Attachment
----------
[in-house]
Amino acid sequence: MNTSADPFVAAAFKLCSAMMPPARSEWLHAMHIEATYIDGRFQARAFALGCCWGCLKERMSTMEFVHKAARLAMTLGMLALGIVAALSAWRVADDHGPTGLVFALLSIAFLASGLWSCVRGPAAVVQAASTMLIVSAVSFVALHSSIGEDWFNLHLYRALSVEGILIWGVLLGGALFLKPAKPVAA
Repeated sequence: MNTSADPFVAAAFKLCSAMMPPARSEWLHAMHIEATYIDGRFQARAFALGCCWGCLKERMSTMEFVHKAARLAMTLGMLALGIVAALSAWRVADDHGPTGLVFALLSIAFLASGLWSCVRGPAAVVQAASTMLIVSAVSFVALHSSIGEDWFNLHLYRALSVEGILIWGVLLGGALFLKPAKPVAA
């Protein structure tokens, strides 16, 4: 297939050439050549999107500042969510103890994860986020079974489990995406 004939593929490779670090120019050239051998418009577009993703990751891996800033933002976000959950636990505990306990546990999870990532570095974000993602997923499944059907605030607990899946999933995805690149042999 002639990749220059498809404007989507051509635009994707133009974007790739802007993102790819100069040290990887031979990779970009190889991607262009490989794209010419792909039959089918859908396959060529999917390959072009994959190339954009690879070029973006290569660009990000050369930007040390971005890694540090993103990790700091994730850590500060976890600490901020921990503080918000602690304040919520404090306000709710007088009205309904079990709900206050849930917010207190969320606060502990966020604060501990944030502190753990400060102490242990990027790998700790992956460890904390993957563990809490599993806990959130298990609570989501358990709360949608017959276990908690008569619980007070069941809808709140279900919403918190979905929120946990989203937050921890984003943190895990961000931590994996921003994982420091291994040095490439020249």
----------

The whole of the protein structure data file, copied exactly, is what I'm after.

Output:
[in-house]
Amino acid sequence: MNTSADPFVAAAFKLCSAMMPPARSEWLHAMHIEATYIDGRFQARAFALGCCWGCLKERMSTMEFVHKAARLAMTLGMLALGIVAALSAWRVADDHGPTGLVFALLSIAFLASGLWSCVRGPAAVVQAASTMLIVSAVSFVALHSSIGEDWFNLHLYRALSVEGILIWGVLLGGALFLKPAKPVAA
Repeated sequence: MNTSADPFVAAAFKLCSAMMPPARSEWLHAMHIEATYIDGRFQARAFALGCCWGCLKERMSTMEFVHKAARLAMTLGMLALGIVAALSAWRVADDHGPTGLVFALLSIAFLASGLWSCVRGPAAVVQAASTMLIVSAVSFVALHSSIGEDWFNLHLYRALSVEGILIWGVLLGGALFLKPAKPVAA
């Protein structure tokens, strides 16, 4: 297939050439050549999107500042969510103890994860986020079974489990995406 004939593929490779670090120019050239051998418009577009993703990751891996800033933002976000959950636990505990306990546990999870990532570095974000993602997923499944059907605030607990899946999933995805690149042999 002639990749220059498809404007989507051509635009994707133009974007790739802007993102790819100069040290990887031979990779970009190889991607262009490989794209010419792909039959089918859908396959060529999917390959072009994959190339954009690879070029973006290569660009990000050369930007040390971005890694540090993103990790700091994730850590500060976890600490901020921990503080918000602690304040919520404090306000709710007088009205309904079990709900206050849930917010207190969320606060502990966020604060501990944030502190753990400060102490242990990027790998700790992956460890904390993957563990809490599993806990959130298990609570989501358990709360949608017959276990908690008569619980007070069941809808709140279900919403918190979905929120946990989203937050921890984003943190895990961000931590994996921003994982420091291994040095490439020249």